Cir. 2007). Acknowledging that the statute does not define
“final decision, ” the Commissioner points the
court to regulations in support of her argument that a
“final decision” for purposes of § 405(g)
includes only those decisions that are subject to an
administrative review process. See 20 C.F.R. §
416.1400(a). In particular, defendant points out that the
regulations classify certain determinations as “initial
determinations, ” which are, in turn, “subject to
administrative and judicial review.” See 20
C.F.R. § 416.1402. In contrast, defendant again notes,
other decisions are “not initial determinations”
under the regulations, and thus they are subject only to
internal agency review, not judicial review.
See 20 C.F.R. § 416.1403(a). Even more to the
point, among the decisions that are not initial
determinations under the regulations is “[d]enying [a]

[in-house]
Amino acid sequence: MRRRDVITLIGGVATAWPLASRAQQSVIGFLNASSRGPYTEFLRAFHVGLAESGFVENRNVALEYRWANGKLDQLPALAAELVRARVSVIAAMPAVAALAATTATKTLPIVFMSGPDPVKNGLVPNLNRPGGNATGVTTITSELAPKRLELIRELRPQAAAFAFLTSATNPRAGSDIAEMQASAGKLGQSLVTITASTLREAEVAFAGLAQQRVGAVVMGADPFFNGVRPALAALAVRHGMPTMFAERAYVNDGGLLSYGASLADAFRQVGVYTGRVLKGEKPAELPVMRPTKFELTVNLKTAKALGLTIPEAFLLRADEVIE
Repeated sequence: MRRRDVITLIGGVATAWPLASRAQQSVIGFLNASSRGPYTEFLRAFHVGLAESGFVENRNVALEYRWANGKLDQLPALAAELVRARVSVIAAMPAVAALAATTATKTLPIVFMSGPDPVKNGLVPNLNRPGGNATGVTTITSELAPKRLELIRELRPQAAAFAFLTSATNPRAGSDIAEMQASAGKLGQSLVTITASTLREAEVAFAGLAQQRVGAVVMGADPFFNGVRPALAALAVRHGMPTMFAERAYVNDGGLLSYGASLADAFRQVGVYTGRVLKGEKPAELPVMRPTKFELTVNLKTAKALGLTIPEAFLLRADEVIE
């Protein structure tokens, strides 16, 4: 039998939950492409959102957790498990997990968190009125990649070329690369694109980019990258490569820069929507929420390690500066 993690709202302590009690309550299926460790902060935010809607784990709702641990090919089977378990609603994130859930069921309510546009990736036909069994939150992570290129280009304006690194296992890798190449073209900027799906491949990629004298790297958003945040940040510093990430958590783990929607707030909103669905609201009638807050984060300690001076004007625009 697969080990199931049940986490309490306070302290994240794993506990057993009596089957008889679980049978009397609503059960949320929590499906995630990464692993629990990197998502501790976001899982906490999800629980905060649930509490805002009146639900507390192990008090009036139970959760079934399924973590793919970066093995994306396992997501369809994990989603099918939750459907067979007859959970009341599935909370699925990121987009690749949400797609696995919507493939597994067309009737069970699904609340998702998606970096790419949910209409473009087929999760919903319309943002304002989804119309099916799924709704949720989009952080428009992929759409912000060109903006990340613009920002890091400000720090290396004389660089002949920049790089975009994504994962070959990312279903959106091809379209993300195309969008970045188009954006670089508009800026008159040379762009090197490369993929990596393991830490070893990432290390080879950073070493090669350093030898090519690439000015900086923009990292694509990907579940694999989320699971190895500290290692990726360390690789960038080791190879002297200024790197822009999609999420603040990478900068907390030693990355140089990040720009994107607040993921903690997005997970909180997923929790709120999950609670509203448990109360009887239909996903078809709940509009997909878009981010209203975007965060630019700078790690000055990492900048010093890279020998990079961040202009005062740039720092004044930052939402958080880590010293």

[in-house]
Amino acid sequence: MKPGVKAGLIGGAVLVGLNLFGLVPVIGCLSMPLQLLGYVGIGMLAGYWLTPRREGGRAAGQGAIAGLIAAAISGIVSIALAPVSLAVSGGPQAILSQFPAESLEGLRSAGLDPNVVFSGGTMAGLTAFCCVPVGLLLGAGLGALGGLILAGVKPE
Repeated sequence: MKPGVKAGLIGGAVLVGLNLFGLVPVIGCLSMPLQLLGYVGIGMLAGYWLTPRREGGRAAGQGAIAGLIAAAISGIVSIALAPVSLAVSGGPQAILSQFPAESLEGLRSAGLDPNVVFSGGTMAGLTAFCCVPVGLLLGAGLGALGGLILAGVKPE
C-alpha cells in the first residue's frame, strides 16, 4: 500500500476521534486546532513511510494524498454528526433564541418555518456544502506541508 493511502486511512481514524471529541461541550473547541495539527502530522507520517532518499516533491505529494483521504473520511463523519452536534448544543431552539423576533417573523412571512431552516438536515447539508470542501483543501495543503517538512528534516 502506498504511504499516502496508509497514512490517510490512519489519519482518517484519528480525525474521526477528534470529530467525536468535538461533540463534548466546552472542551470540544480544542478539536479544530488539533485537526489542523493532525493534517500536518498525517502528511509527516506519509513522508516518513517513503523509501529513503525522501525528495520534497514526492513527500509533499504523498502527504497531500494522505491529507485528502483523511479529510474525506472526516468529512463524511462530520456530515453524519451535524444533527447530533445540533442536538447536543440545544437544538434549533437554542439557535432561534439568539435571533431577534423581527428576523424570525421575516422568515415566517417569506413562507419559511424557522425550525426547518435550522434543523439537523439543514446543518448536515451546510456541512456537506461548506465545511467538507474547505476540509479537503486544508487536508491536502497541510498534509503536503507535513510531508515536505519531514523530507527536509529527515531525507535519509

request to extend the time period for requesting review of a
determination or a decision.” Id. §
Commissioner further points out, this is exactly the type of
decision that plaintiff now wants reviewed: she asks this
court to review the Commissioner's determination that she
did not show good cause for her untimely request for
reconsideration of the dismissal of her 2010 application for
benefits. Since the decision to dismiss is not an
“initial determination, ” the defendant argues it
could not have resulted in a “final decision”
subject to judicial review. Therefore, the Commissioner
argues, plaintiff is not entitled to judicial review, and her
claim must be dismissed for lack of subject matter
Commissioner's argument has some superficial appeal.
Certainly, the Supreme Court has acknowledged that not all
Commission decisions are subject to judicial review. See
Califano, 430 U.S. at 108 (holding that agency's
decision refusing to reopen a claim for benefits is not
subject to judicial review absent a constitutional
challenge). The Seventh Circuit also recently confirmed,
albeit in an unpublished case, that the agency may designate
some findings as not “initial determinations” and
therefore not subject to judicial review. See Alfreds v.
Colvin, 618 Fed. App'x 289, 290 (7th Cir. 2015).
Moreover, the type of decision at issue here has been